4 Tips for Treating a Bee Sting

Here's what to do—and what not to do—when you find yourself in the line of fire.

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Late summer is the busiest time of year for bees. The workers are spending long days scavenging for all the nectar the hive will need to get through the winter, which means that you're more likely to run into one. Here's what to do—and what not to do—when you find yourself in the line of fire.

DO get away first.

When bees feel threatened, they release a scent to essentially call in backup from the hive. You don't want to be around when the stinging bee's posse arrives, so go inside or off the trail as soon as you can.

DON'T just yank out the stinger.

Use a credit card or fingernail to scrape it out. If you pinch and pull, you might accidentally squeeze the venom sac, pushing more poison into your skin. But if scraping doesn't work, do whatever you have to do to get the stinger out fast. It will contract and pump the venom into your skin on its own for up to a minute after the sting.

DO wash the area with soap and water, and use ice or a cold compress to relieve any pain or swelling.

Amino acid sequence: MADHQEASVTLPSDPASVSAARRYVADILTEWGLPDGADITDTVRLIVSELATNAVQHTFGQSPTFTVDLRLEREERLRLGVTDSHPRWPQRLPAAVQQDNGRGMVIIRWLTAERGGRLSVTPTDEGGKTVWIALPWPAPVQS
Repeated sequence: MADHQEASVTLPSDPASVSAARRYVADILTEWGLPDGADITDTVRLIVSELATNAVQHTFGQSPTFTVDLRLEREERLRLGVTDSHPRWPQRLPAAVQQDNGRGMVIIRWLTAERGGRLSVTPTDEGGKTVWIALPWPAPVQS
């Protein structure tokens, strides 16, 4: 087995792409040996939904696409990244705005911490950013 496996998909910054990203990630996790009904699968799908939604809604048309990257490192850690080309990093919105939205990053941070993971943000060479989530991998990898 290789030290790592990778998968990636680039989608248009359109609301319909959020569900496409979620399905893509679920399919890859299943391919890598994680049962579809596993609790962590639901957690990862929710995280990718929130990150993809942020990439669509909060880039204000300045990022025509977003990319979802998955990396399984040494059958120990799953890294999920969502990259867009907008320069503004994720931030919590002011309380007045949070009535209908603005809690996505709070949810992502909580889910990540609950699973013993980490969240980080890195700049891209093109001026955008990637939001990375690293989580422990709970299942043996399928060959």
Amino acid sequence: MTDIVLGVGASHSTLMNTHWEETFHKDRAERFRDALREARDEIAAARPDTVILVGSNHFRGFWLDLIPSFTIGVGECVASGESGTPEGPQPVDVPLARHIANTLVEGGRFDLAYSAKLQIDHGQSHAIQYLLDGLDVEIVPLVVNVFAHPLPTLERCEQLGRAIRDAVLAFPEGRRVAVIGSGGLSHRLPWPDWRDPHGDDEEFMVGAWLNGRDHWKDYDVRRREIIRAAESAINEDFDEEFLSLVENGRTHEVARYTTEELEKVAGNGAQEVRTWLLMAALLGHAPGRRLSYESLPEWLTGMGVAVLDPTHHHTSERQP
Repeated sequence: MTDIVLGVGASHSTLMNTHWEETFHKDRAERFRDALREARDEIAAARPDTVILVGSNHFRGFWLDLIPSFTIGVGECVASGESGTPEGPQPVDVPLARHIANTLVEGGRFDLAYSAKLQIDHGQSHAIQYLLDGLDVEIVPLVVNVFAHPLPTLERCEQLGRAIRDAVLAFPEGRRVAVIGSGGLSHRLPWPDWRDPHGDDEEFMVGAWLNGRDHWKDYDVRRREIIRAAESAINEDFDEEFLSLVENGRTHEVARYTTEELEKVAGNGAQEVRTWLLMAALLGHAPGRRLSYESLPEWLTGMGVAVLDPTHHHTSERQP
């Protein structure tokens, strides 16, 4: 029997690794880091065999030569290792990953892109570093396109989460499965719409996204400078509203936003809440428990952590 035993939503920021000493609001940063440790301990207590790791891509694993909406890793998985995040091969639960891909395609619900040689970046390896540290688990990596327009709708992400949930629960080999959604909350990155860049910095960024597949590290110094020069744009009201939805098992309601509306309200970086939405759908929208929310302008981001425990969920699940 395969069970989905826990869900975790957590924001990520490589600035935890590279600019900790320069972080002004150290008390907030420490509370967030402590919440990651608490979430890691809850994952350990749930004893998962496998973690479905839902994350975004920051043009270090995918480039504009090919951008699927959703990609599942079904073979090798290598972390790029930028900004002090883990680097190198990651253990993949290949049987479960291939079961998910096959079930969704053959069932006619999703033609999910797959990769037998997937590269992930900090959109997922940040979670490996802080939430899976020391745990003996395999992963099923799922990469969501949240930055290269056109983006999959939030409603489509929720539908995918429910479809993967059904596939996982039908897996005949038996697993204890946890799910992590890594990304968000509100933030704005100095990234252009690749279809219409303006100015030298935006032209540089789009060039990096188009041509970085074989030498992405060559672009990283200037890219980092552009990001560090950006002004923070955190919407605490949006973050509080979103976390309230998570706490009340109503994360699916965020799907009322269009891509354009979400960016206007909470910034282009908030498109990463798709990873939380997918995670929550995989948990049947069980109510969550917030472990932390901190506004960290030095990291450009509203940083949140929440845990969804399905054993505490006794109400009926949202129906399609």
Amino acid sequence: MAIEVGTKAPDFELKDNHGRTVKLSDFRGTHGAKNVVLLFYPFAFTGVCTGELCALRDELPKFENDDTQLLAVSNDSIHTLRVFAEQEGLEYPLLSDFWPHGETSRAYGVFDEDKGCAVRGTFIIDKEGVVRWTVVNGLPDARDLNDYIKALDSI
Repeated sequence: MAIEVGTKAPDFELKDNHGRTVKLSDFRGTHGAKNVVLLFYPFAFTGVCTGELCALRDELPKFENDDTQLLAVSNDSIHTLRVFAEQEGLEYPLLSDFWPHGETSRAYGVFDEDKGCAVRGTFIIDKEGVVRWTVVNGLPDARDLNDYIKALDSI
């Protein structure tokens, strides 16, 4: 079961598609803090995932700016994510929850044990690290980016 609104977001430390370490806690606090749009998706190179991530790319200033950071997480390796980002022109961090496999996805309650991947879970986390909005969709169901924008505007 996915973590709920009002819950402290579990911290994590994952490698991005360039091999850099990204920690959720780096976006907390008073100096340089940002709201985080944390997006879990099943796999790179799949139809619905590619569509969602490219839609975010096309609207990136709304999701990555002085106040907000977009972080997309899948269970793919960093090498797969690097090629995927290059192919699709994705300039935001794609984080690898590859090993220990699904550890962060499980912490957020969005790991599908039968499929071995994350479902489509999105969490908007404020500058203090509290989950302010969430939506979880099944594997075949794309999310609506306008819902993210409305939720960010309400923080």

If you were stung on one of your arms or legs, it's also a good idea to elevate the limb. Itchy? Apply calamine lotion or hydrocortisone ointment.

DON'T delay treatment if you have symptoms other than local swelling and pain.

About 2 million Americans are allergic to venomous insects. Even if you've been stung before without problems, a serious reaction can arise after any bee sting. If you develop hives, welts or tongue or facial swelling, take an antihistamine and use your EpiPen, if you have one; then call 911 or head to the ER. Your symptoms may not get worse, but don't chance it.

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